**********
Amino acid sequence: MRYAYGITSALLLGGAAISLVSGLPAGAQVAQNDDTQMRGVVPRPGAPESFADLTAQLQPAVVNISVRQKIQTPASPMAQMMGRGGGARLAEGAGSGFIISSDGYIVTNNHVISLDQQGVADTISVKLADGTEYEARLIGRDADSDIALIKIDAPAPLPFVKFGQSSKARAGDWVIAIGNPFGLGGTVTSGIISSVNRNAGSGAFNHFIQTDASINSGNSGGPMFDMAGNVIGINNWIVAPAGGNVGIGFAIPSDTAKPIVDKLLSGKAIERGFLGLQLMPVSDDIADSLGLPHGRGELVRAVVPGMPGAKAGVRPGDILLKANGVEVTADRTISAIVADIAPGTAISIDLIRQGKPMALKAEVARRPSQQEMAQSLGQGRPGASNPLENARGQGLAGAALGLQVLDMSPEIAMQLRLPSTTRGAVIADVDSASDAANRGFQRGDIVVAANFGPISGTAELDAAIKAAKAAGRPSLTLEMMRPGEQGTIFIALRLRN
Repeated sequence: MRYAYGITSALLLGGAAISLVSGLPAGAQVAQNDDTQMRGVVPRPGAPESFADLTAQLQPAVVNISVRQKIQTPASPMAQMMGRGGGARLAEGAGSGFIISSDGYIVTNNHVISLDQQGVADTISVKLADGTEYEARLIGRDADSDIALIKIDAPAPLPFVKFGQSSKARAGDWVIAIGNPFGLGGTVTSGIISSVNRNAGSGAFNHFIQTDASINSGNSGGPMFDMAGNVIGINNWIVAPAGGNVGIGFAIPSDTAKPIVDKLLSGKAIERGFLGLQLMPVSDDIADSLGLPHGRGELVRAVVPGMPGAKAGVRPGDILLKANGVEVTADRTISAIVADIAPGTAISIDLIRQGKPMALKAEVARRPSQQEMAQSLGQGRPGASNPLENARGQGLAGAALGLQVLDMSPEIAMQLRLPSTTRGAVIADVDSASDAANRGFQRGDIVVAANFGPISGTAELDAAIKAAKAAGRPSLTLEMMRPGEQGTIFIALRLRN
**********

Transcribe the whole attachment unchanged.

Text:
Amino acid sequence: MRYAYGITSALLLGGAAISLVSGLPAGAQVAQNDDTQMRGVVPRPGAPESFADLTAQLQPAVVNISVRQKIQTPASPMAQMMGRGGGARLAEGAGSGFIISSDGYIVTNNHVISLDQQGVADTISVKLADGTEYEARLIGRDADSDIALIKIDAPAPLPFVKFGQSSKARAGDWVIAIGNPFGLGGTVTSGIISSVNRNAGSGAFNHFIQTDASINSGNSGGPMFDMAGNVIGINNWIVAPAGGNVGIGFAIPSDTAKPIVDKLLSGKAIERGFLGLQLMPVSDDIADSLGLPHGRGELVRAVVPGMPGAKAGVRPGDILLKANGVEVTADRTISAIVADIAPGTAISIDLIRQGKPMALKAEVARRPSQQEMAQSLGQGRPGASNPLENARGQGLAGAALGLQVLDMSPEIAMQLRLPSTTRGAVIADVDSASDAANRGFQRGDIVVAANFGPISGTAELDAAIKAAKAAGRPSLTLEMMRPGEQGTIFIALRLRN
Repeated sequence: MRYAYGITSALLLGGAAISLVSGLPAGAQVAQNDDTQMRGVVPRPGAPESFADLTAQLQPAVVNISVRQKIQTPASPMAQMMGRGGGARLAEGAGSGFIISSDGYIVTNNHVISLDQQGVADTISVKLADGTEYEARLIGRDADSDIALIKIDAPAPLPFVKFGQSSKARAGDWVIAIGNPFGLGGTVTSGIISSVNRNAGSGAFNHFIQTDASINSGNSGGPMFDMAGNVIGINNWIVAPAGGNVGIGFAIPSDTAKPIVDKLLSGKAIERGFLGLQLMPVSDDIADSLGLPHGRGELVRAVVPGMPGAKAGVRPGDILLKANGVEVTADRTISAIVADIAPGTAISIDLIRQGKPMALKAEVARRPSQQEMAQSLGQGRPGASNPLENARGQGLAGAALGLQVLDMSPEIAMQLRLPSTTRGAVIADVDSASDAANRGFQRGDIVVAANFGPISGTAELDAAIKAAKAAGRPSLTLEMMRPGEQGTIFIALRLRN